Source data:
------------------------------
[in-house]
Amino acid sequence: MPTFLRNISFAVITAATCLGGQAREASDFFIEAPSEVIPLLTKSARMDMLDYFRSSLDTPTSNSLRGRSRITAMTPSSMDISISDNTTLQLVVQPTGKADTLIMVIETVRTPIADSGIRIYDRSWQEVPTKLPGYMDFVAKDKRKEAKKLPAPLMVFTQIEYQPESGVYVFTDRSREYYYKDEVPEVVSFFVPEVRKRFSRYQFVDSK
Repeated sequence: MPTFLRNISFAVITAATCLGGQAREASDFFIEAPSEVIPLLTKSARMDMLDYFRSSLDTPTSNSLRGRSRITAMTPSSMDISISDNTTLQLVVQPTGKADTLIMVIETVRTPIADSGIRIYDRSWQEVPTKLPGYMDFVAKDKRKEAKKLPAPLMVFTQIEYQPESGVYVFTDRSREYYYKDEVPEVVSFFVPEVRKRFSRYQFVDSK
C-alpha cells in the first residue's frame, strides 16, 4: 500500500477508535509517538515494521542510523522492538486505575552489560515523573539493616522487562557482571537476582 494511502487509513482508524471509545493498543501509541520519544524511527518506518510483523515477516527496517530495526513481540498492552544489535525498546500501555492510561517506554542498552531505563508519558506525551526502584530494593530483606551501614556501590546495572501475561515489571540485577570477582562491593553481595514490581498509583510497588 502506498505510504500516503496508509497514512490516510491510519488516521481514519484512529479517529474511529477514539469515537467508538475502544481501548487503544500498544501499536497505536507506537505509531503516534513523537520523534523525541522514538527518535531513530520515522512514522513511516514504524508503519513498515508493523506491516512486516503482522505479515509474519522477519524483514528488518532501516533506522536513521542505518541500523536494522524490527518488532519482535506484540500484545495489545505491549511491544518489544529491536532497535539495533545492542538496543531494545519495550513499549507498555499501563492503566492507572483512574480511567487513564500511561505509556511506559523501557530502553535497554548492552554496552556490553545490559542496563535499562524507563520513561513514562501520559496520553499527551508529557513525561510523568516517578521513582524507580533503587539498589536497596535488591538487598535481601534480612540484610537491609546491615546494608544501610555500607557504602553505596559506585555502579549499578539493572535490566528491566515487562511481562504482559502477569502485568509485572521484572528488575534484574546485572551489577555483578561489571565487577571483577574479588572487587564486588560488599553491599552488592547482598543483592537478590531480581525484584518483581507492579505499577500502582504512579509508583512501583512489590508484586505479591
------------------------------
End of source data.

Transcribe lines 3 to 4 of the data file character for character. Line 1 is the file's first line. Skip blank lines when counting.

Repeated sequence: MPTFLRNISFAVITAATCLGGQAREASDFFIEAPSEVIPLLTKSARMDMLDYFRSSLDTPTSNSLRGRSRITAMTPSSMDISISDNTTLQLVVQPTGKADTLIMVIETVRTPIADSGIRIYDRSWQEVPTKLPGYMDFVAKDKRKEAKKLPAPLMVFTQIEYQPESGVYVFTDRSREYYYKDEVPEVVSFFVPEVRKRFSRYQFVDSK
C-alpha cells in the first residue's frame, strides 16, 4: 500500500477508535509517538515494521542510523522492538486505575552489560515523573539493616522487562557482571537476582 494511502487509513482508524471509545493498543501509541520519544524511527518506518510483523515477516527496517530495526513481540498492552544489535525498546500501555492510561517506554542498552531505563508519558506525551526502584530494593530483606551501614556501590546495572501475561515489571540485577570477582562491593553481595514490581498509583510497588 502506498505510504500516503496508509497514512490516510491510519488516521481514519484512529479517529474511529477514539469515537467508538475502544481501548487503544500498544501499536497505536507506537505509531503516534513523537520523534523525541522514538527518535531513530520515522512514522513511516514504524508503519513498515508493523506491516512486516503482522505479515509474519522477519524483514528488518532501516533506522536513521542505518541500523536494522524490527518488532519482535506484540500484545495489545505491549511491544518489544529491536532497535539495533545492542538496543531494545519495550513499549507498555499501563492503566492507572483512574480511567487513564500511561505509556511506559523501557530502553535497554548492552554496552556490553545490559542496563535499562524507563520513561513514562501520559496520553499527551508529557513525561510523568516517578521513582524507580533503587539498589536497596535488591538487598535481601534480612540484610537491609546491615546494608544501610555500607557504602553505596559506585555502579549499578539493572535490566528491566515487562511481562504482559502477569502485568509485572521484572528488575534484574546485572551489577555483578561489571565487577571483577574479588572487587564486588560488599553491599552488592547482598543483592537478590531480581525484584518483581507492579505499577500502582504512579509508583512501583512489590508484586505479591